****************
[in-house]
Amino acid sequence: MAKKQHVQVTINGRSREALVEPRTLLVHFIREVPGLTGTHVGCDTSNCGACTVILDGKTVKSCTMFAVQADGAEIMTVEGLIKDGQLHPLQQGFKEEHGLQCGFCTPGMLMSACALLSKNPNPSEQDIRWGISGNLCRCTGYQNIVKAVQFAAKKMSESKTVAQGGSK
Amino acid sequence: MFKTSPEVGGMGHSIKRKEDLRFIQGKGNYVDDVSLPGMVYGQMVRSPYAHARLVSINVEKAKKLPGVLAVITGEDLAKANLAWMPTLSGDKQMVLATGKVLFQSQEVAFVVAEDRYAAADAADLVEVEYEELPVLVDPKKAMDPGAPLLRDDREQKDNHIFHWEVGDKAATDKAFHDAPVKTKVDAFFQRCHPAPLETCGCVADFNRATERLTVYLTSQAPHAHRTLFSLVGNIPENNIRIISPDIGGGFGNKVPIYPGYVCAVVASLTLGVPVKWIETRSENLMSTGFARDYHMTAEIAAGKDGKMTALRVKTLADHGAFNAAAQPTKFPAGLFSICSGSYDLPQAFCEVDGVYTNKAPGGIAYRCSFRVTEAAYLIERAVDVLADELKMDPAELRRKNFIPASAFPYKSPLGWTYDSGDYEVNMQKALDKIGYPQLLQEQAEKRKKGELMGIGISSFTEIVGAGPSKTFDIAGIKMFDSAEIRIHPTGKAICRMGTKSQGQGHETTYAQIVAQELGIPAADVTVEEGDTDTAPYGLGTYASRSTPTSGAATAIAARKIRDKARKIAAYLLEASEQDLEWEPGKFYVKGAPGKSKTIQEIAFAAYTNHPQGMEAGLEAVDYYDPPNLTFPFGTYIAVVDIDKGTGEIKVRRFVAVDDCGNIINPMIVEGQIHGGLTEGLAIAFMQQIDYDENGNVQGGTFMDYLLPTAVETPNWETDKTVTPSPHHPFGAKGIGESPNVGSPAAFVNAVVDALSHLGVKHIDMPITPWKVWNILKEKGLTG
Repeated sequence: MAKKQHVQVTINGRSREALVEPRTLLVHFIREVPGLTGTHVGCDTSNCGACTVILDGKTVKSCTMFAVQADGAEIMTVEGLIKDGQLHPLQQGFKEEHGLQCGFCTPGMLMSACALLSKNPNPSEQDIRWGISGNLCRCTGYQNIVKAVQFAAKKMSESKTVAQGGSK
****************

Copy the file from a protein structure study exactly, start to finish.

[in-house]
Amino acid sequence: MAKKQHVQVTINGRSREALVEPRTLLVHFIREVPGLTGTHVGCDTSNCGACTVILDGKTVKSCTMFAVQADGAEIMTVEGLIKDGQLHPLQQGFKEEHGLQCGFCTPGMLMSACALLSKNPNPSEQDIRWGISGNLCRCTGYQNIVKAVQFAAKKMSESKTVAQGGSK
Amino acid sequence: MFKTSPEVGGMGHSIKRKEDLRFIQGKGNYVDDVSLPGMVYGQMVRSPYAHARLVSINVEKAKKLPGVLAVITGEDLAKANLAWMPTLSGDKQMVLATGKVLFQSQEVAFVVAEDRYAAADAADLVEVEYEELPVLVDPKKAMDPGAPLLRDDREQKDNHIFHWEVGDKAATDKAFHDAPVKTKVDAFFQRCHPAPLETCGCVADFNRATERLTVYLTSQAPHAHRTLFSLVGNIPENNIRIISPDIGGGFGNKVPIYPGYVCAVVASLTLGVPVKWIETRSENLMSTGFARDYHMTAEIAAGKDGKMTALRVKTLADHGAFNAAAQPTKFPAGLFSICSGSYDLPQAFCEVDGVYTNKAPGGIAYRCSFRVTEAAYLIERAVDVLADELKMDPAELRRKNFIPASAFPYKSPLGWTYDSGDYEVNMQKALDKIGYPQLLQEQAEKRKKGELMGIGISSFTEIVGAGPSKTFDIAGIKMFDSAEIRIHPTGKAICRMGTKSQGQGHETTYAQIVAQELGIPAADVTVEEGDTDTAPYGLGTYASRSTPTSGAATAIAARKIRDKARKIAAYLLEASEQDLEWEPGKFYVKGAPGKSKTIQEIAFAAYTNHPQGMEAGLEAVDYYDPPNLTFPFGTYIAVVDIDKGTGEIKVRRFVAVDDCGNIINPMIVEGQIHGGLTEGLAIAFMQQIDYDENGNVQGGTFMDYLLPTAVETPNWETDKTVTPSPHHPFGAKGIGESPNVGSPAAFVNAVVDALSHLGVKHIDMPITPWKVWNILKEKGLTG
Repeated sequence: MAKKQHVQVTINGRSREALVEPRTLLVHFIREVPGLTGTHVGCDTSNCGACTVILDGKTVKSCTMFAVQADGAEIMTVEGLIKDGQLHPLQQGFKEEHGLQCGFCTPGMLMSACALLSKNPNPSEQDIRWGISGNLCRCTGYQNIVKAVQFAAKKMSESKTVAQGGSK